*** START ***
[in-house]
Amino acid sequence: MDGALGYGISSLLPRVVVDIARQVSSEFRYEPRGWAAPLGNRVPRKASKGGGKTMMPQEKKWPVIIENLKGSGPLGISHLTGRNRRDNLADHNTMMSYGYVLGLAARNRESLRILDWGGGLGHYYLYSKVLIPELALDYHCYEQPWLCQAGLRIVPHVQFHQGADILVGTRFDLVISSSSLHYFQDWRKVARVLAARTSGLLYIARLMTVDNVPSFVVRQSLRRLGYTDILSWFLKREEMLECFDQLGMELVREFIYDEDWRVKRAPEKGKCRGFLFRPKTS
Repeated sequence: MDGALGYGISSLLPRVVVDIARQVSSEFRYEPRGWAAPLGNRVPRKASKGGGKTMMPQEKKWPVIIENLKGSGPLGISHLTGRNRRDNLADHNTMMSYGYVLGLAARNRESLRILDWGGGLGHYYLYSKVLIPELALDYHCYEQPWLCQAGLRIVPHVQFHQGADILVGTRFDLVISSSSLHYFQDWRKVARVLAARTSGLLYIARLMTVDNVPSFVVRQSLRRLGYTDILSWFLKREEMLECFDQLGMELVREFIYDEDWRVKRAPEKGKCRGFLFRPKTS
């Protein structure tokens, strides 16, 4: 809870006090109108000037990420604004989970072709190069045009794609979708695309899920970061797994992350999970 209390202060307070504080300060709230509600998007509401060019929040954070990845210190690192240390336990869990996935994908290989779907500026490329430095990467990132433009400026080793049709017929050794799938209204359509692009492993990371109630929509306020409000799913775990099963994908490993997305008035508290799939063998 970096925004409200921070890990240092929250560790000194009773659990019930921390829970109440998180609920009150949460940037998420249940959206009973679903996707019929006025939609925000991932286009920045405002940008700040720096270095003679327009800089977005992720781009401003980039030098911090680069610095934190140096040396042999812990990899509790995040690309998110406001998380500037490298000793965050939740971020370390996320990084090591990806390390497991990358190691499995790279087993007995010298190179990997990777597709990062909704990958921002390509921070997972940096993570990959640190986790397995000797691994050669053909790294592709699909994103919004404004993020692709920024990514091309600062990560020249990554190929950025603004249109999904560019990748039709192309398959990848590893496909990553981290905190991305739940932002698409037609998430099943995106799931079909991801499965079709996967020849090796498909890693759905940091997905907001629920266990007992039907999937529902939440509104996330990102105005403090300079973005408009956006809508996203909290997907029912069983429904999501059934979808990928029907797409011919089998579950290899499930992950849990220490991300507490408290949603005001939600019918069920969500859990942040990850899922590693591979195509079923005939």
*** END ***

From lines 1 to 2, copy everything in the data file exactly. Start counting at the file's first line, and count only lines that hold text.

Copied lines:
[in-house]
Amino acid sequence: MDGALGYGISSLLPRVVVDIARQVSSEFRYEPRGWAAPLGNRVPRKASKGGGKTMMPQEKKWPVIIENLKGSGPLGISHLTGRNRRDNLADHNTMMSYGYVLGLAARNRESLRILDWGGGLGHYYLYSKVLIPELALDYHCYEQPWLCQAGLRIVPHVQFHQGADILVGTRFDLVISSSSLHYFQDWRKVARVLAARTSGLLYIARLMTVDNVPSFVVRQSLRRLGYTDILSWFLKREEMLECFDQLGMELVREFIYDEDWRVKRAPEKGKCRGFLFRPKTS